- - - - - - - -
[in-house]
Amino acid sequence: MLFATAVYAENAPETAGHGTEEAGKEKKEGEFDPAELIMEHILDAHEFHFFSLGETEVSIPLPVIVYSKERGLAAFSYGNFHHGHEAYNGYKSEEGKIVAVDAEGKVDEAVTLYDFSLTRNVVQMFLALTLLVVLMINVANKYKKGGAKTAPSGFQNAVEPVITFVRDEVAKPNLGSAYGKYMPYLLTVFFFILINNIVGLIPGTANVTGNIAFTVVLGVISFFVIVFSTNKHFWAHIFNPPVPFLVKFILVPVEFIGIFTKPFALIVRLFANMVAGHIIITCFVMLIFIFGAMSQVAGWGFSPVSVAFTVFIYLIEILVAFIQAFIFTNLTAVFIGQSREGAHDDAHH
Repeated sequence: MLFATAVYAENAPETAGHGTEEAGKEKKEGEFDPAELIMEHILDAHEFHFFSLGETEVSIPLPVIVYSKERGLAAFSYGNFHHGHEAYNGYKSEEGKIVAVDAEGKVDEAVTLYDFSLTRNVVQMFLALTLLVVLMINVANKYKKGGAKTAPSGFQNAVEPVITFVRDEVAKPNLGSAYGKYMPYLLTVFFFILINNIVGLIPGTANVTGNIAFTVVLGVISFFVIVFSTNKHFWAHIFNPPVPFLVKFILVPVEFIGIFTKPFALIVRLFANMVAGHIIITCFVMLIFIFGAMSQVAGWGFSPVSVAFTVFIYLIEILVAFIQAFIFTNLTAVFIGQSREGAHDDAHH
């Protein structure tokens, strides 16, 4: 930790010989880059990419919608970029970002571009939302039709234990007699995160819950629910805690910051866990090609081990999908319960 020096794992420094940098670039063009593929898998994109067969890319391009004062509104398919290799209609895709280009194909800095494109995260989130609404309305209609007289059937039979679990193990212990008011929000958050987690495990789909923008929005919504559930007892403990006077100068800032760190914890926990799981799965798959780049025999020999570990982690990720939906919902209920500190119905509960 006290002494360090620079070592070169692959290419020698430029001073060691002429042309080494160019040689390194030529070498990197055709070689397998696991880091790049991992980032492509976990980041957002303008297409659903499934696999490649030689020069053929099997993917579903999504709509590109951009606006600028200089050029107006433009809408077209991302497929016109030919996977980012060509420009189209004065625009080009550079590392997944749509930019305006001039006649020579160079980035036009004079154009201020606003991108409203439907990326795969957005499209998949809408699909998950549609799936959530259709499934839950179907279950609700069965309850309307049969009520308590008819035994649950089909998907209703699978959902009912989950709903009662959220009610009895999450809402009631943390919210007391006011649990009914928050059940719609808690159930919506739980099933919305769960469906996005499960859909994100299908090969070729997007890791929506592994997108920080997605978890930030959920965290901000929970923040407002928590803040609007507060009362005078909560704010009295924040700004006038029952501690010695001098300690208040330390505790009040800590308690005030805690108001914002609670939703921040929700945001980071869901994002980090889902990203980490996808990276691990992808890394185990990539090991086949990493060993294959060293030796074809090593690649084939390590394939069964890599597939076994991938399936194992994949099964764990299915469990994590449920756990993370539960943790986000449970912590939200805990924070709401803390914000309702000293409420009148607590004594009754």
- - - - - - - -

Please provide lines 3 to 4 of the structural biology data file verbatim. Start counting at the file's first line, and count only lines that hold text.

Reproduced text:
Repeated sequence: MLFATAVYAENAPETAGHGTEEAGKEKKEGEFDPAELIMEHILDAHEFHFFSLGETEVSIPLPVIVYSKERGLAAFSYGNFHHGHEAYNGYKSEEGKIVAVDAEGKVDEAVTLYDFSLTRNVVQMFLALTLLVVLMINVANKYKKGGAKTAPSGFQNAVEPVITFVRDEVAKPNLGSAYGKYMPYLLTVFFFILINNIVGLIPGTANVTGNIAFTVVLGVISFFVIVFSTNKHFWAHIFNPPVPFLVKFILVPVEFIGIFTKPFALIVRLFANMVAGHIIITCFVMLIFIFGAMSQVAGWGFSPVSVAFTVFIYLIEILVAFIQAFIFTNLTAVFIGQSREGAHDDAHH
């Protein structure tokens, strides 16, 4: 930790010989880059990419919608970029970002571009939302039709234990007699995160819950629910805690910051866990090609081990999908319960 020096794992420094940098670039063009593929898998994109067969890319391009004062509104398919290799209609895709280009194909800095494109995260989130609404309305209609007289059937039979679990193990212990008011929000958050987690495990789909923008929005919504559930007892403990006077100068800032760190914890926990799981799965798959780049025999020999570990982690990720939906919902209920500190119905509960 006290002494360090620079070592070169692959290419020698430029001073060691002429042309080494160019040689390194030529070498990197055709070689397998696991880091790049991992980032492509976990980041957002303008297409659903499934696999490649030689020069053929099997993917579903999504709509590109951009606006600028200089050029107006433009809408077209991302497929016109030919996977980012060509420009189209004065625009080009550079590392997944749509930019305006001039006649020579160079980035036009004079154009201020606003991108409203439907990326795969957005499209998949809408699909998950549609799936959530259709499934839950179907279950609700069965309850309307049969009520308590008819035994649950089909998907209703699978959902009912989950709903009662959220009610009895999450809402009631943390919210007391006011649990009914928050059940719609808690159930919506739980099933919305769960469906996005499960859909994100299908090969070729997007890791929506592994997108920080997605978890930030959920965290901000929970923040407002928590803040609007507060009362005078909560704010009295924040700004006038029952501690010695001098300690208040330390505790009040800590308690005030805690108001914002609670939703921040929700945001980071869901994002980090889902990203980490996808990276691990992808890394185990990539090991086949990493060993294959060293030796074809090593690649084939390590394939069964890599597939076994991938399936194992994949099964764990299915469990994590449920756990993370539960943790986000449970912590939200805990924070709401803390914000309702000293409420009148607590004594009754």